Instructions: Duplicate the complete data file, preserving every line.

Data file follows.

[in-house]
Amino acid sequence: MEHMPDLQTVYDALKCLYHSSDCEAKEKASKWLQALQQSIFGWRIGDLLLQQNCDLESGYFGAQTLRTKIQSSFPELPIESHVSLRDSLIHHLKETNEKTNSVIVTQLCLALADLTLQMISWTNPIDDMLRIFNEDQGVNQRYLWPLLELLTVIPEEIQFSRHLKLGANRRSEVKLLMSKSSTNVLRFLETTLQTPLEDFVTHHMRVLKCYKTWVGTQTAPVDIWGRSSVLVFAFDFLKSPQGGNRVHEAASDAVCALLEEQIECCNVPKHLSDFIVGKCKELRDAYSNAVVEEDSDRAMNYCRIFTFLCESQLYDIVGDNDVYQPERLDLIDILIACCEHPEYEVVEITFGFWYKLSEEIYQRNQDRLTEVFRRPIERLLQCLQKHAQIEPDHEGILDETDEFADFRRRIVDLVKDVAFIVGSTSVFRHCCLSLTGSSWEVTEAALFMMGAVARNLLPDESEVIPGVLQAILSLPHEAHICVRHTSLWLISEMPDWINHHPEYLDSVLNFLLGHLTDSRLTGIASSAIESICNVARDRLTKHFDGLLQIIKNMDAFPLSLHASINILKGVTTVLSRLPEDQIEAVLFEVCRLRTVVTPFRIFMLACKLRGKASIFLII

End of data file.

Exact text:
[in-house]
Amino acid sequence: MEHMPDLQTVYDALKCLYHSSDCEAKEKASKWLQALQQSIFGWRIGDLLLQQNCDLESGYFGAQTLRTKIQSSFPELPIESHVSLRDSLIHHLKETNEKTNSVIVTQLCLALADLTLQMISWTNPIDDMLRIFNEDQGVNQRYLWPLLELLTVIPEEIQFSRHLKLGANRRSEVKLLMSKSSTNVLRFLETTLQTPLEDFVTHHMRVLKCYKTWVGTQTAPVDIWGRSSVLVFAFDFLKSPQGGNRVHEAASDAVCALLEEQIECCNVPKHLSDFIVGKCKELRDAYSNAVVEEDSDRAMNYCRIFTFLCESQLYDIVGDNDVYQPERLDLIDILIACCEHPEYEVVEITFGFWYKLSEEIYQRNQDRLTEVFRRPIERLLQCLQKHAQIEPDHEGILDETDEFADFRRRIVDLVKDVAFIVGSTSVFRHCCLSLTGSSWEVTEAALFMMGAVARNLLPDESEVIPGVLQAILSLPHEAHICVRHTSLWLISEMPDWINHHPEYLDSVLNFLLGHLTDSRLTGIASSAIESICNVARDRLTKHFDGLLQIIKNMDAFPLSLHASINILKGVTTVLSRLPEDQIEAVLFEVCRLRTVVTPFRIFMLACKLRGKASIFLII